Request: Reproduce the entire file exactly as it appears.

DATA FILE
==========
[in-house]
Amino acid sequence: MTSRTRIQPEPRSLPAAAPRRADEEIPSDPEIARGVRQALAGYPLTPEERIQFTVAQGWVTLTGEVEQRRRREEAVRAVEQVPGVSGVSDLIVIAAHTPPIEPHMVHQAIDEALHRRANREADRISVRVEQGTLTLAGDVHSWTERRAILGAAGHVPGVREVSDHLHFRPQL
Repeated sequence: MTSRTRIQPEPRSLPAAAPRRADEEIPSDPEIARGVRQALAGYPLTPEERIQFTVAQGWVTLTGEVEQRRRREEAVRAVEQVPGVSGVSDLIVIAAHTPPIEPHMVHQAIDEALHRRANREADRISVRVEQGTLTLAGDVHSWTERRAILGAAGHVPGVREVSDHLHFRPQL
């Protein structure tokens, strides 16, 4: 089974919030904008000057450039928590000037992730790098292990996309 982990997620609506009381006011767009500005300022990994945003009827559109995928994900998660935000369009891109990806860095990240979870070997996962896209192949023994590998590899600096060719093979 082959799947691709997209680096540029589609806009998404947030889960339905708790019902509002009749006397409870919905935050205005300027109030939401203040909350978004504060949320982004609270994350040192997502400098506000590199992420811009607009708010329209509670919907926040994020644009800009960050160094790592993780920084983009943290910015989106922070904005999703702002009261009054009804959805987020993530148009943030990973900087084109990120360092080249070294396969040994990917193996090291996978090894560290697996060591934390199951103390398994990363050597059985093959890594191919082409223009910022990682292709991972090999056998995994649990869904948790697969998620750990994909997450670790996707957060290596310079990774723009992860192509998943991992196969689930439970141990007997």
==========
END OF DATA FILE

[in-house]
Amino acid sequence: MTSRTRIQPEPRSLPAAAPRRADEEIPSDPEIARGVRQALAGYPLTPEERIQFTVAQGWVTLTGEVEQRRRREEAVRAVEQVPGVSGVSDLIVIAAHTPPIEPHMVHQAIDEALHRRANREADRISVRVEQGTLTLAGDVHSWTERRAILGAAGHVPGVREVSDHLHFRPQL
Repeated sequence: MTSRTRIQPEPRSLPAAAPRRADEEIPSDPEIARGVRQALAGYPLTPEERIQFTVAQGWVTLTGEVEQRRRREEAVRAVEQVPGVSGVSDLIVIAAHTPPIEPHMVHQAIDEALHRRANREADRISVRVEQGTLTLAGDVHSWTERRAILGAAGHVPGVREVSDHLHFRPQL
């Protein structure tokens, strides 16, 4: 089974919030904008000057450039928590000037992730790098292990996309 982990997620609506009381006011767009500005300022990994945003009827559109995928994900998660935000369009891109990806860095990240979870070997996962896209192949023994590998590899600096060719093979 082959799947691709997209680096540029589609806009998404947030889960339905708790019902509002009749006397409870919905935050205005300027109030939401203040909350978004504060949320982004609270994350040192997502400098506000590199992420811009607009708010329209509670919907926040994020644009800009960050160094790592993780920084983009943290910015989106922070904005999703702002009261009054009804959805987020993530148009943030990973900087084109990120360092080249070294396969040994990917193996090291996978090894560290697996060591934390199951103390398994990363050597059985093959890594191919082409223009910022990682292709991972090999056998995994649990869904948790697969998620750990994909997450670790996707957060290596310079990774723009992860192509998943991992196969689930439970141990007997």